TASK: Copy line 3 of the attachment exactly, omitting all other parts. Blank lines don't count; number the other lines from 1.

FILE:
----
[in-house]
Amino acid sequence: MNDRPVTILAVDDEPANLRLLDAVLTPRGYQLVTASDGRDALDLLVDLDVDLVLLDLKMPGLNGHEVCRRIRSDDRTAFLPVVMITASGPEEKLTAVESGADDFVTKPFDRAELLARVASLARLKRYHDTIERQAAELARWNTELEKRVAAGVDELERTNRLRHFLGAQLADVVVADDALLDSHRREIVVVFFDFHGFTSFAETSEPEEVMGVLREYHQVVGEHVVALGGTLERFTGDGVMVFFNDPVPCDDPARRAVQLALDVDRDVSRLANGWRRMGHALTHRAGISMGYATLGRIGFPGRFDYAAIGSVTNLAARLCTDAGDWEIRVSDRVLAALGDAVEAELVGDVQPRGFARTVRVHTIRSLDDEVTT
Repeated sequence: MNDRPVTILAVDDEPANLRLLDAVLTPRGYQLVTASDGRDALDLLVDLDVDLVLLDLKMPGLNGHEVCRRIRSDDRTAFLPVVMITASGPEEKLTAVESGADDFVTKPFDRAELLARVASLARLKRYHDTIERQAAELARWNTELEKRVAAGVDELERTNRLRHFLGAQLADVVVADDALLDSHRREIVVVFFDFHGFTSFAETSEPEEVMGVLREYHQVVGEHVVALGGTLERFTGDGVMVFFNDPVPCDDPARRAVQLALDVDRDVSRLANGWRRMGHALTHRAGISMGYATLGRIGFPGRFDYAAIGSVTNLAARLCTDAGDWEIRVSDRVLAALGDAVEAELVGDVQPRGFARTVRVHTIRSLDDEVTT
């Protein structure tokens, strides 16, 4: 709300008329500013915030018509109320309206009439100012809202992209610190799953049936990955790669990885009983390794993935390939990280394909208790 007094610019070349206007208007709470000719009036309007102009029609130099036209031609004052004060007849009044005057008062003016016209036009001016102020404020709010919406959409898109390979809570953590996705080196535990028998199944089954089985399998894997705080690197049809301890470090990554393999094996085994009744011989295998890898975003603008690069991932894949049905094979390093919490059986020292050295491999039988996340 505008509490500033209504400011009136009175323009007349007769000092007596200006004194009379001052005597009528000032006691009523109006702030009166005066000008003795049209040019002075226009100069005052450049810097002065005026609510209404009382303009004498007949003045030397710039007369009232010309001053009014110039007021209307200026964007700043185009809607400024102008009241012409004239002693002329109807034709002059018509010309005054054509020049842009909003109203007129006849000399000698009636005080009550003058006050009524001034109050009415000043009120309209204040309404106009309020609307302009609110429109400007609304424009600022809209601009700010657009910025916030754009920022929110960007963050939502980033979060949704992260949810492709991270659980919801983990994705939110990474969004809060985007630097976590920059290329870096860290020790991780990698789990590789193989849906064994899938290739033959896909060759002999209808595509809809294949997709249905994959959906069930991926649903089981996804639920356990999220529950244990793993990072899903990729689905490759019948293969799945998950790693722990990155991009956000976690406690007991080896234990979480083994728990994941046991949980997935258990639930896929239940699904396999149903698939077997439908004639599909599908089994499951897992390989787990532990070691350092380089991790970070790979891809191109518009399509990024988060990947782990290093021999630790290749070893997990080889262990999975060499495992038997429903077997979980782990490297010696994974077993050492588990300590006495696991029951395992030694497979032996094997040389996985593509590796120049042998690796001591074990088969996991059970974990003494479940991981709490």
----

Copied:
Repeated sequence: MNDRPVTILAVDDEPANLRLLDAVLTPRGYQLVTASDGRDALDLLVDLDVDLVLLDLKMPGLNGHEVCRRIRSDDRTAFLPVVMITASGPEEKLTAVESGADDFVTKPFDRAELLARVASLARLKRYHDTIERQAAELARWNTELEKRVAAGVDELERTNRLRHFLGAQLADVVVADDALLDSHRREIVVVFFDFHGFTSFAETSEPEEVMGVLREYHQVVGEHVVALGGTLERFTGDGVMVFFNDPVPCDDPARRAVQLALDVDRDVSRLANGWRRMGHALTHRAGISMGYATLGRIGFPGRFDYAAIGSVTNLAARLCTDAGDWEIRVSDRVLAALGDAVEAELVGDVQPRGFARTVRVHTIRSLDDEVTT